Asia Pacific leaders call for efficient use of water resources
The official declaration by leaders of 40 countries highlighted the need to encourage the inclusion of disaster risk reduction in the United Nations’ development agenda beyond 2015, upgrade regional cooperation, promote the efficient use of water resources, and forge better partnerships between the government and all other stakeholders in water-resource management and development.
The unofficial one, issued by the People’s Network of North and Northeastern River Basins, also called for an integrated approach to water management that involved cooperation from all stakeholders.
Both versions came at a time when people in the region have become acutely aware of water-related threats, including disasters, and the need for cooperation, in the wake of a massive flood in 2011.
APWS members are now expected to increase transfers of technology and enhance capacity building and knowledge sharing to optimise manifold use of water and minimise adverse impacts from water-related risks and disasters on people’s livelihood.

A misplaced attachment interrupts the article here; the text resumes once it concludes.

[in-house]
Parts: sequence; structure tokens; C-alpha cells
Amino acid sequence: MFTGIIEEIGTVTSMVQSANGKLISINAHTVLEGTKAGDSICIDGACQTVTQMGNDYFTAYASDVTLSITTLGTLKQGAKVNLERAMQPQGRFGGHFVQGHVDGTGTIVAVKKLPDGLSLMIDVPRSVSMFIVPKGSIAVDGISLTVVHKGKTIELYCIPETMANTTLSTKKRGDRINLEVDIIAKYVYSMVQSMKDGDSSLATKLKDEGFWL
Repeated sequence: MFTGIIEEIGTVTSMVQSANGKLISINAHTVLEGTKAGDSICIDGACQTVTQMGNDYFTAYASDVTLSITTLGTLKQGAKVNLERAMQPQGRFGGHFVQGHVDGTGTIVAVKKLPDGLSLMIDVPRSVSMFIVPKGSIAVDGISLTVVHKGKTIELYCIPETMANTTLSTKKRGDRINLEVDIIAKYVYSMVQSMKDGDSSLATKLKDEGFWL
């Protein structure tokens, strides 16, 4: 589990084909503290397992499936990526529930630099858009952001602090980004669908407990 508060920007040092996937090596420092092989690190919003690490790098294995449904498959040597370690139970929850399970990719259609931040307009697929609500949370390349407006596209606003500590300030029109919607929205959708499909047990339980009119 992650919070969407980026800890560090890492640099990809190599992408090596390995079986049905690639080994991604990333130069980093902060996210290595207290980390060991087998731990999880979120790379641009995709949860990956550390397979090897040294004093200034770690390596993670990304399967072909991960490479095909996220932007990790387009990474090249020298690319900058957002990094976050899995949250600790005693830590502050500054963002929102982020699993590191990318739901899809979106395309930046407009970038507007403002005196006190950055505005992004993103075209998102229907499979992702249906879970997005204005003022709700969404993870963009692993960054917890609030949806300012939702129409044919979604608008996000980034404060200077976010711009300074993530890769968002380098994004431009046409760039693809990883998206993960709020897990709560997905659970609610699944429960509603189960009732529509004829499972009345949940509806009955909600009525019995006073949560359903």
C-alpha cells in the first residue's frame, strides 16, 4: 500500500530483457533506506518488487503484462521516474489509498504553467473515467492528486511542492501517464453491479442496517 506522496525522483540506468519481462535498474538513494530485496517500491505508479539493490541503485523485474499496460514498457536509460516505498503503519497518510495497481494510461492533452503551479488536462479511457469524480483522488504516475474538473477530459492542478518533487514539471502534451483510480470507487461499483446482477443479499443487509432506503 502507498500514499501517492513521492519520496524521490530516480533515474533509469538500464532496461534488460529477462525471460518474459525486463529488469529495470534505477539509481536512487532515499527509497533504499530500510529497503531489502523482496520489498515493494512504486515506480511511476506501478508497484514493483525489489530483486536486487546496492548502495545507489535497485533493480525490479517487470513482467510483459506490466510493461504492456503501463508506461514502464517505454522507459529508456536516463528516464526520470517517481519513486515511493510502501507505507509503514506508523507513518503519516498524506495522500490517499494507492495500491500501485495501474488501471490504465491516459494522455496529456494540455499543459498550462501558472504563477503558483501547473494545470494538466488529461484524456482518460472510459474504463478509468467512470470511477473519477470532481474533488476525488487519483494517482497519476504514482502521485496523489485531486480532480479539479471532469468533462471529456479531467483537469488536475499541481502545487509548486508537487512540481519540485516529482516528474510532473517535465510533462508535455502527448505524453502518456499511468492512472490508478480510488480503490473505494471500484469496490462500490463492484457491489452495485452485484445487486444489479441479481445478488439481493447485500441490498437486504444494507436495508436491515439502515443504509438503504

Rapid urbanisation, climate change and surging demand from agriculture have heaped pressure on scarce water supplies, while most people in the Asia-Pacific still lack access to safe water despite booming economic growth.
There could be a fight over resources unless countries agree to share water, Prime Minister Yingluck Shinawatra said at the forum yesterday. “No country in this region can handle these challenges alone.”
The People’s Network, meanwhile, said water management without proper understanding and fairness had led to disasters and many problems.
In its so-called People’s Version of the Chiang Mai Declaration, the network recommended respect for local wisdom, as people living in the affected areas knew best about putting water management into the local context.
It also called on governments to proceed in line with good governance and ensure public participation in water management, especially when it came to big projects.